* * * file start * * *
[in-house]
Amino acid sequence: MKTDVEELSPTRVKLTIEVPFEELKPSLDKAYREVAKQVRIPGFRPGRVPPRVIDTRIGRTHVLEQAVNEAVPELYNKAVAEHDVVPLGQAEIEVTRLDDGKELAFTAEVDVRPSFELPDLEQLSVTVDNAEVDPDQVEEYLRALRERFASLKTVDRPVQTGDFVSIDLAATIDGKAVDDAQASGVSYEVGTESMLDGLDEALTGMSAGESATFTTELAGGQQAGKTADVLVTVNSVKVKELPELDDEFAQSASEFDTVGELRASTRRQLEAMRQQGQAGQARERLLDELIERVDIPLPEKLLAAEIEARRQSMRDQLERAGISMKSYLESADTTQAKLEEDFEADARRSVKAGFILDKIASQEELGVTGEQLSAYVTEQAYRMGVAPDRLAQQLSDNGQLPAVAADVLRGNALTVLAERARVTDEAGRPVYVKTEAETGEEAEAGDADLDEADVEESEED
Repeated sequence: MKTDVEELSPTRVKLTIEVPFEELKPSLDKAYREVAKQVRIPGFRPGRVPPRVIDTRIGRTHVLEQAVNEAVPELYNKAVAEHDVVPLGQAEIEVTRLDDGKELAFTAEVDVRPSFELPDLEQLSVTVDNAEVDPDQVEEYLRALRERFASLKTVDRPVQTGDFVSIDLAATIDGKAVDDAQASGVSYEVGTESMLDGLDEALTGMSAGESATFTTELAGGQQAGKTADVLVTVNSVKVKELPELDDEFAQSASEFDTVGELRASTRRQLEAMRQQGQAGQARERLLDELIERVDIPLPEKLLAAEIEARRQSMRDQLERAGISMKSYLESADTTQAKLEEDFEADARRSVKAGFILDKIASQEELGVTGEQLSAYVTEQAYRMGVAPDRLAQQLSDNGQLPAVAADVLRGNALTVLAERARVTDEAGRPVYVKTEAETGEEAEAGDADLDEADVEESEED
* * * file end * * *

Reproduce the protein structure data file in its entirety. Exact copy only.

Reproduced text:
[in-house]
Amino acid sequence: MKTDVEELSPTRVKLTIEVPFEELKPSLDKAYREVAKQVRIPGFRPGRVPPRVIDTRIGRTHVLEQAVNEAVPELYNKAVAEHDVVPLGQAEIEVTRLDDGKELAFTAEVDVRPSFELPDLEQLSVTVDNAEVDPDQVEEYLRALRERFASLKTVDRPVQTGDFVSIDLAATIDGKAVDDAQASGVSYEVGTESMLDGLDEALTGMSAGESATFTTELAGGQQAGKTADVLVTVNSVKVKELPELDDEFAQSASEFDTVGELRASTRRQLEAMRQQGQAGQARERLLDELIERVDIPLPEKLLAAEIEARRQSMRDQLERAGISMKSYLESADTTQAKLEEDFEADARRSVKAGFILDKIASQEELGVTGEQLSAYVTEQAYRMGVAPDRLAQQLSDNGQLPAVAADVLRGNALTVLAERARVTDEAGRPVYVKTEAETGEEAEAGDADLDEADVEESEED
Repeated sequence: MKTDVEELSPTRVKLTIEVPFEELKPSLDKAYREVAKQVRIPGFRPGRVPPRVIDTRIGRTHVLEQAVNEAVPELYNKAVAEHDVVPLGQAEIEVTRLDDGKELAFTAEVDVRPSFELPDLEQLSVTVDNAEVDPDQVEEYLRALRERFASLKTVDRPVQTGDFVSIDLAATIDGKAVDDAQASGVSYEVGTESMLDGLDEALTGMSAGESATFTTELAGGQQAGKTADVLVTVNSVKVKELPELDDEFAQSASEFDTVGELRASTRRQLEAMRQQGQAGQARERLLDELIERVDIPLPEKLLAAEIEARRQSMRDQLERAGISMKSYLESADTTQAKLEEDFEADARRSVKAGFILDKIASQEELGVTGEQLSAYVTEQAYRMGVAPDRLAQQLSDNGQLPAVAADVLRGNALTVLAERARVTDEAGRPVYVKTEAETGEEAEAGDADLDEADVEESEED